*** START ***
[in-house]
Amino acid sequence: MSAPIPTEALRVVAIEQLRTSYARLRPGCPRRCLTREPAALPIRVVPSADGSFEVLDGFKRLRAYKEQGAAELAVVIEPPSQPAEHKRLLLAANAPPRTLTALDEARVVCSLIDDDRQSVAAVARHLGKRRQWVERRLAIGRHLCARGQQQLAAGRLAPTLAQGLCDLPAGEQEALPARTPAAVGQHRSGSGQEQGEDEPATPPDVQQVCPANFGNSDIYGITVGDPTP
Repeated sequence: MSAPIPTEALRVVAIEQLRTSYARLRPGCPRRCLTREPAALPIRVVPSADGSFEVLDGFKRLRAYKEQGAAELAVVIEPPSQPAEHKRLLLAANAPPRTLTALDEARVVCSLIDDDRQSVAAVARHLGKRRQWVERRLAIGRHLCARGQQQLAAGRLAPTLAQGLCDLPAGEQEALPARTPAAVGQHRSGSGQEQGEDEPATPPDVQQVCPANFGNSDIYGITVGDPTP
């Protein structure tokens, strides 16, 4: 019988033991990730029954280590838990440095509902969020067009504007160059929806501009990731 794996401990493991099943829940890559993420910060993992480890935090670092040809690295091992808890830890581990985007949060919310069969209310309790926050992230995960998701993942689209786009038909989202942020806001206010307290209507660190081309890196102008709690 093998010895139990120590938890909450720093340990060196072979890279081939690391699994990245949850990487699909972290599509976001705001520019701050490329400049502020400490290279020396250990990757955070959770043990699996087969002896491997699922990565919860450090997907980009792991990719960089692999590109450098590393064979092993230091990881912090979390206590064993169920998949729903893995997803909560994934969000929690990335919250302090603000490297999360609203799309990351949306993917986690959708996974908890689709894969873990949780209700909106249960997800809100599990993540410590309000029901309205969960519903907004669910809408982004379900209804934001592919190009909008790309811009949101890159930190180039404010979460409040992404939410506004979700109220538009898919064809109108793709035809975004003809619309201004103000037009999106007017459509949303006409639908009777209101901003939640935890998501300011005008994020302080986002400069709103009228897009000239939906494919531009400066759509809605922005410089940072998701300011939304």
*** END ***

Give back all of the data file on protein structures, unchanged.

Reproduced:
[in-house]
Amino acid sequence: MSAPIPTEALRVVAIEQLRTSYARLRPGCPRRCLTREPAALPIRVVPSADGSFEVLDGFKRLRAYKEQGAAELAVVIEPPSQPAEHKRLLLAANAPPRTLTALDEARVVCSLIDDDRQSVAAVARHLGKRRQWVERRLAIGRHLCARGQQQLAAGRLAPTLAQGLCDLPAGEQEALPARTPAAVGQHRSGSGQEQGEDEPATPPDVQQVCPANFGNSDIYGITVGDPTP
Repeated sequence: MSAPIPTEALRVVAIEQLRTSYARLRPGCPRRCLTREPAALPIRVVPSADGSFEVLDGFKRLRAYKEQGAAELAVVIEPPSQPAEHKRLLLAANAPPRTLTALDEARVVCSLIDDDRQSVAAVARHLGKRRQWVERRLAIGRHLCARGQQQLAAGRLAPTLAQGLCDLPAGEQEALPARTPAAVGQHRSGSGQEQGEDEPATPPDVQQVCPANFGNSDIYGITVGDPTP
């Protein structure tokens, strides 16, 4: 019988033991990730029954280590838990440095509902969020067009504007160059929806501009990731 794996401990493991099943829940890559993420910060993992480890935090670092040809690295091992808890830890581990985007949060919310069969209310309790926050992230995960998701993942689209786009038909989202942020806001206010307290209507660190081309890196102008709690 093998010895139990120590938890909450720093340990060196072979890279081939690391699994990245949850990487699909972290599509976001705001520019701050490329400049502020400490290279020396250990990757955070959770043990699996087969002896491997699922990565919860450090997907980009792991990719960089692999590109450098590393064979092993230091990881912090979390206590064993169920998949729903893995997803909560994934969000929690990335919250302090603000490297999360609203799309990351949306993917986690959708996974908890689709894969873990949780209700909106249960997800809100599990993540410590309000029901309205969960519903907004669910809408982004379900209804934001592919190009909008790309811009949101890159930190180039404010979460409040992404939410506004979700109220538009898919064809109108793709035809975004003809619309201004103000037009999106007017459509949303006409639908009777209101901003939640935890998501300011005008994020302080986002400069709103009228897009000239939906494919531009400066759509809605922005410089940072998701300011939304």